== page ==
Americans abroad, hear this: The U.S. needs your money and will cross borders to get it.

That was the message conveyed today by speakers at a Canadian Institute conference looking closely at the new U.S. Internal Revenue Service proposal governing accounts held by American citizens residing abroad.

The Foreign Account Tax Compliance Act (FATCA) is the latest in efforts by the U.S. to improve tax compliance involving foreign financial assets and offshore accounts. Translation: We’re going after tax cheats who live abroad.

Read: Tax cheats beware

The IRS has gotten an earful from the financial services industry, which is singing in unison about its inability to meet established compliance dates.

For its part, speakers say the U.S. government won’t back down from its deadlines, because “it wants to put pressure on the system.”

Read: Americans in Canada: a taxing situation

So far, five countries (France, Germany, Italy, Spain and the U.K.) have announced their intentions to partner with the U.S. on the new law. To date, Canada has not said whether it will join, but aspects of existing U.S./Canada tax treaties suggest participation is inevitable.

“It’s a mistake to think FATCA is just a U.S. thing,” John Staples, a partner Burt, Staples & Maner, a Washington, DC-based law firm, told attendees. “You have to think about FATCA on a multinational level.”

Signers are obligated to enable foreign financial institutions to apply due diligence to identify U.S. accounts (read: residents) abroad. Also, they must authorize automatic exchange of U.S. account information to the IRS.

Both financial institutions and political jurisdictions outside the U.S. are complaining their local privacy laws will conflict with FATCA requirements.

Read: Cross-border planning CE Course

FATCA reporting can apply to the following:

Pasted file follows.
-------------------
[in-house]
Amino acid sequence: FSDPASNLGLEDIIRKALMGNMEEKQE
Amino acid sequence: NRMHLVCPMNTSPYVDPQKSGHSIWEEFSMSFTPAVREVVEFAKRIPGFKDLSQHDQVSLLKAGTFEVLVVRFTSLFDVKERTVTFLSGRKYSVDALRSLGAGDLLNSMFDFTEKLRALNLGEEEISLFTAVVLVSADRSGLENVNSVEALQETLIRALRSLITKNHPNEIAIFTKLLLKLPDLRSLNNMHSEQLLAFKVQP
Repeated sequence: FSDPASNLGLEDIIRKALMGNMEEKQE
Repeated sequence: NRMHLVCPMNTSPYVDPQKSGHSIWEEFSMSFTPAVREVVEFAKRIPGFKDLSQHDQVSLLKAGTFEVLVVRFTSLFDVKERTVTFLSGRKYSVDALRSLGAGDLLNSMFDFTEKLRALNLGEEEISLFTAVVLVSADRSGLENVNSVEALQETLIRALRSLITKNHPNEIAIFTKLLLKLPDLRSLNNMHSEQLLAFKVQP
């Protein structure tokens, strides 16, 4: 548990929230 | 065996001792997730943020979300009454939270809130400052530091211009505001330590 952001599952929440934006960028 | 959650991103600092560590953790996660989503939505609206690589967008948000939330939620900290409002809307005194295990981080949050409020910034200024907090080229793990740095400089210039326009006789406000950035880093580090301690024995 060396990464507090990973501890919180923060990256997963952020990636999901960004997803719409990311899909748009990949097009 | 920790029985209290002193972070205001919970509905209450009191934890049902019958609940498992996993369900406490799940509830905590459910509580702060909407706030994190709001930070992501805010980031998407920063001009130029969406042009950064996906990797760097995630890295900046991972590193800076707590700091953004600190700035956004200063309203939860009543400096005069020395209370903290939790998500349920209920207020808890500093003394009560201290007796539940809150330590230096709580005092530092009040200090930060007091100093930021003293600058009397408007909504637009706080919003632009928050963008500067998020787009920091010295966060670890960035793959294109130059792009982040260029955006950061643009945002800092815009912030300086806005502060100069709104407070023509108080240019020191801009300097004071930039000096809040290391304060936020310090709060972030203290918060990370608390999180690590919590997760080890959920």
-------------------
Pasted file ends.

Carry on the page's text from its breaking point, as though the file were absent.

• U.S. account information;
  • Payments that are subject to withholding taxes; and
  • Information about non-participating foreign financial institutions.

Compliance dates are staggered. Speakers say these are likely phase-in dates:

  • January 1, 2013 for new account procedures and system upgrades by U.S. financial institutions;
  • July 1, 2013 for participating foreign financial institutions;
  • January 1, 2014 for withholding for U.S. source Fixed, Determinable, Annual, or Periodical (FDAP) income;
  • January 1, 2015 for U.S.-source gross proceeds; and
  • Not before 2017 for foreign pass-through payments.

Originally published on
Add a comment

Have your say on this topic! Comments are moderated and may be edited or removed by
site admin as per our Comment Policy. Thanks!

See all comments Recent Comments

Just Me

Yes, GATCA is being created, or a Global FATCA under the forceful direction of the IRS, and everyone is just rolling over and merely begging for more time to be compliant. Sometimes you wonder, where is the back bone or the will to resist the unilateral imposition of Congressional will that votes for these laws without ever reading or understand what it is they are creating.

As Will Rogers said. With Congress, every time they make a joke it’s a law, and every time they make a law it’s a joke.”

The ultimate irony is the joke is on the Congressman who voted for FATCA. The IRS is imposing a Domestic version of FATCA, or DATCA imposed on their local U.S. banks unilaterally. This is so that it has a faux reciprocity tool to lever recalcitrant governments into that a FATCA pack.

Now they are protesting and want to stop the IRS from collecting the interest payment information on money held in US banks by non residents for fear that this will cause Capital flight. They are probably right, but if they didn’t want that, why did they vote for FATCA joke in the first place?

More on this subject on Isaac Brock Society under the title DATCA is not Dead! It lives on…

Wednesday, May 30, 2012 at 11:03 pm Reply